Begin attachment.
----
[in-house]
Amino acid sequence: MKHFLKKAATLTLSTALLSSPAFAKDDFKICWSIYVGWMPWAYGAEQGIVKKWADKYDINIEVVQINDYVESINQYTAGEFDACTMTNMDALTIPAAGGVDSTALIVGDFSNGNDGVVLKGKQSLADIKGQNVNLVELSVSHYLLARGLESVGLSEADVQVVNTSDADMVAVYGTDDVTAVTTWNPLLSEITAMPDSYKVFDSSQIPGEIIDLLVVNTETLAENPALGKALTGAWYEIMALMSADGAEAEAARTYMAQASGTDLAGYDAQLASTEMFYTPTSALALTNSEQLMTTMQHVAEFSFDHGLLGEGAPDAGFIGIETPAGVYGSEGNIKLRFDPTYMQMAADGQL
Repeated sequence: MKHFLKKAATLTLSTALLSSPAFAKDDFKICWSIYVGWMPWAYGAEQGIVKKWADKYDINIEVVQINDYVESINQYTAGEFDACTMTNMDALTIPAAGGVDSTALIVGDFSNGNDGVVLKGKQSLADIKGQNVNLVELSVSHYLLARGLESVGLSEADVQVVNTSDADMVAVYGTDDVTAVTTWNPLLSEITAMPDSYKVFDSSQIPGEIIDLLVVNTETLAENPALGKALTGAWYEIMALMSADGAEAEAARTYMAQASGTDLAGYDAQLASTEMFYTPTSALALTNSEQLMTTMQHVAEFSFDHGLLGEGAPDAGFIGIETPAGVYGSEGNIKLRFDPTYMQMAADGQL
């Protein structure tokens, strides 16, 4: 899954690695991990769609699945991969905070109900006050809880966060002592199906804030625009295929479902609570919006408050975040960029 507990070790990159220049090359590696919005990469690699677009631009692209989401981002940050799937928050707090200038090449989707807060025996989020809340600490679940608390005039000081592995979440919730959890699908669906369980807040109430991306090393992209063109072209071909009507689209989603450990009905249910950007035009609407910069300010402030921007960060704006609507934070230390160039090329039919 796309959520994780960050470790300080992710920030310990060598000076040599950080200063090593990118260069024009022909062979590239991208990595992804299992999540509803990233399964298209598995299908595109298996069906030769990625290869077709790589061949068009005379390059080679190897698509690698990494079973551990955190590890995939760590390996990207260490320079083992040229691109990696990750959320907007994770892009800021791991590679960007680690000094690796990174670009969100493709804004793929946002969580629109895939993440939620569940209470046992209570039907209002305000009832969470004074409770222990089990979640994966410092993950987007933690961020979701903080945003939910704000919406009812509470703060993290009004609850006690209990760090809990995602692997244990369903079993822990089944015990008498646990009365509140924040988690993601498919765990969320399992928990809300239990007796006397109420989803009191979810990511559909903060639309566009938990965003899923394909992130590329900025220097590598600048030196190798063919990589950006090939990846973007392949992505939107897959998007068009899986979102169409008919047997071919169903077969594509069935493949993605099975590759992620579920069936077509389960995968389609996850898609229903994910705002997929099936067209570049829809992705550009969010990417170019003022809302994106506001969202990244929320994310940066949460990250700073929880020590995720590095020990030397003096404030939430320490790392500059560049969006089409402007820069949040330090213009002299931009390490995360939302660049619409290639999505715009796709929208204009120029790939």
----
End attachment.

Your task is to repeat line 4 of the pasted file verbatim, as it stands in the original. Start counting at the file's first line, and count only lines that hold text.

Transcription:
């Protein structure tokens, strides 16, 4: 899954690695991990769609699945991969905070109900006050809880966060002592199906804030625009295929479902609570919006408050975040960029 507990070790990159220049090359590696919005990469690699677009631009692209989401981002940050799937928050707090200038090449989707807060025996989020809340600490679940608390005039000081592995979440919730959890699908669906369980807040109430991306090393992209063109072209071909009507689209989603450990009905249910950007035009609407910069300010402030921007960060704006609507934070230390160039090329039919 796309959520994780960050470790300080992710920030310990060598000076040599950080200063090593990118260069024009022909062979590239991208990595992804299992999540509803990233399964298209598995299908595109298996069906030769990625290869077709790589061949068009005379390059080679190897698509690698990494079973551990955190590890995939760590390996990207260490320079083992040229691109990696990750959320907007994770892009800021791991590679960007680690000094690796990174670009969100493709804004793929946002969580629109895939993440939620569940209470046992209570039907209002305000009832969470004074409770222990089990979640994966410092993950987007933690961020979701903080945003939910704000919406009812509470703060993290009004609850006690209990760090809990995602692997244990369903079993822990089944015990008498646990009365509140924040988690993601498919765990969320399992928990809300239990007796006397109420989803009191979810990511559909903060639309566009938990965003899923394909992130590329900025220097590598600048030196190798063919990589950006090939990846973007392949992505939107897959998007068009899986979102169409008919047997071919169903077969594509069935493949993605099975590759992620579920069936077509389960995968389609996850898609229903994910705002997929099936067209570049829809992705550009969010990417170019003022809302994106506001969202990244929320994310940066949460990250700073929880020590995720590095020990030397003096404030939430320490790392500059560049969006089409402007820069949040330090213009002299931009390490995360939302660049619409290639999505715009796709929208204009120029790939």